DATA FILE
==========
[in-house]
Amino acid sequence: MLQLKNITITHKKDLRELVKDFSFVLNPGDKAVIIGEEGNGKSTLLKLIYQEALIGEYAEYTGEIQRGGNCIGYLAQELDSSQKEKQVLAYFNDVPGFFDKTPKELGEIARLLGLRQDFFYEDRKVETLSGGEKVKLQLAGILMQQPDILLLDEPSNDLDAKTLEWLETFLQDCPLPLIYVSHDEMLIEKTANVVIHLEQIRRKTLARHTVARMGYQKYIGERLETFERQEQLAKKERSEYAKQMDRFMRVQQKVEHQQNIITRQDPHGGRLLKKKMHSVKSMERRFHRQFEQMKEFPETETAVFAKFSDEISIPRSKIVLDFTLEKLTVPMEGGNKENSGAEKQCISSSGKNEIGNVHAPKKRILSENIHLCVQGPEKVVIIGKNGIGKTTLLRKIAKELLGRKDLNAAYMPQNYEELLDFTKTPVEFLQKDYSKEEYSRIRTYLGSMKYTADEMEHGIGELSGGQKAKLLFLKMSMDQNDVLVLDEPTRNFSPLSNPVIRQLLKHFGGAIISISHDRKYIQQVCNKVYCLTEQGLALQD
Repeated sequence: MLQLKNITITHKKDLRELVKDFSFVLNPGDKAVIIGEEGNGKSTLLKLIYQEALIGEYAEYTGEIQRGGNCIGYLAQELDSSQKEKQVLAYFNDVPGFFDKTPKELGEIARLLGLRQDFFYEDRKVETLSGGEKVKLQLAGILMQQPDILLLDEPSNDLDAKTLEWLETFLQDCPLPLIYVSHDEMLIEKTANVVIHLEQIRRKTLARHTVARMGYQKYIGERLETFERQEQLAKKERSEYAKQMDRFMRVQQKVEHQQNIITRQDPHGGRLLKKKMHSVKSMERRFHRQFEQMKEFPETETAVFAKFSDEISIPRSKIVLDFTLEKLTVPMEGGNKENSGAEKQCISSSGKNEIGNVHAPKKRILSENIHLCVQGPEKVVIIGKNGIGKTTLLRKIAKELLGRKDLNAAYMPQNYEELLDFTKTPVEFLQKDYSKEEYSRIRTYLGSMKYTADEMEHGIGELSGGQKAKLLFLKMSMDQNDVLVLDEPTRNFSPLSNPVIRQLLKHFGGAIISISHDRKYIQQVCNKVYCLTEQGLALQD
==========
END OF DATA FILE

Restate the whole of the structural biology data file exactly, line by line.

[in-house]
Amino acid sequence: MLQLKNITITHKKDLRELVKDFSFVLNPGDKAVIIGEEGNGKSTLLKLIYQEALIGEYAEYTGEIQRGGNCIGYLAQELDSSQKEKQVLAYFNDVPGFFDKTPKELGEIARLLGLRQDFFYEDRKVETLSGGEKVKLQLAGILMQQPDILLLDEPSNDLDAKTLEWLETFLQDCPLPLIYVSHDEMLIEKTANVVIHLEQIRRKTLARHTVARMGYQKYIGERLETFERQEQLAKKERSEYAKQMDRFMRVQQKVEHQQNIITRQDPHGGRLLKKKMHSVKSMERRFHRQFEQMKEFPETETAVFAKFSDEISIPRSKIVLDFTLEKLTVPMEGGNKENSGAEKQCISSSGKNEIGNVHAPKKRILSENIHLCVQGPEKVVIIGKNGIGKTTLLRKIAKELLGRKDLNAAYMPQNYEELLDFTKTPVEFLQKDYSKEEYSRIRTYLGSMKYTADEMEHGIGELSGGQKAKLLFLKMSMDQNDVLVLDEPTRNFSPLSNPVIRQLLKHFGGAIISISHDRKYIQQVCNKVYCLTEQGLALQD
Repeated sequence: MLQLKNITITHKKDLRELVKDFSFVLNPGDKAVIIGEEGNGKSTLLKLIYQEALIGEYAEYTGEIQRGGNCIGYLAQELDSSQKEKQVLAYFNDVPGFFDKTPKELGEIARLLGLRQDFFYEDRKVETLSGGEKVKLQLAGILMQQPDILLLDEPSNDLDAKTLEWLETFLQDCPLPLIYVSHDEMLIEKTANVVIHLEQIRRKTLARHTVARMGYQKYIGERLETFERQEQLAKKERSEYAKQMDRFMRVQQKVEHQQNIITRQDPHGGRLLKKKMHSVKSMERRFHRQFEQMKEFPETETAVFAKFSDEISIPRSKIVLDFTLEKLTVPMEGGNKENSGAEKQCISSSGKNEIGNVHAPKKRILSENIHLCVQGPEKVVIIGKNGIGKTTLLRKIAKELLGRKDLNAAYMPQNYEELLDFTKTPVEFLQKDYSKEEYSRIRTYLGSMKYTADEMEHGIGELSGGQKAKLLFLKMSMDQNDVLVLDEPTRNFSPLSNPVIRQLLKHFGGAIISISHDRKYIQQVCNKVYCLTEQGLALQD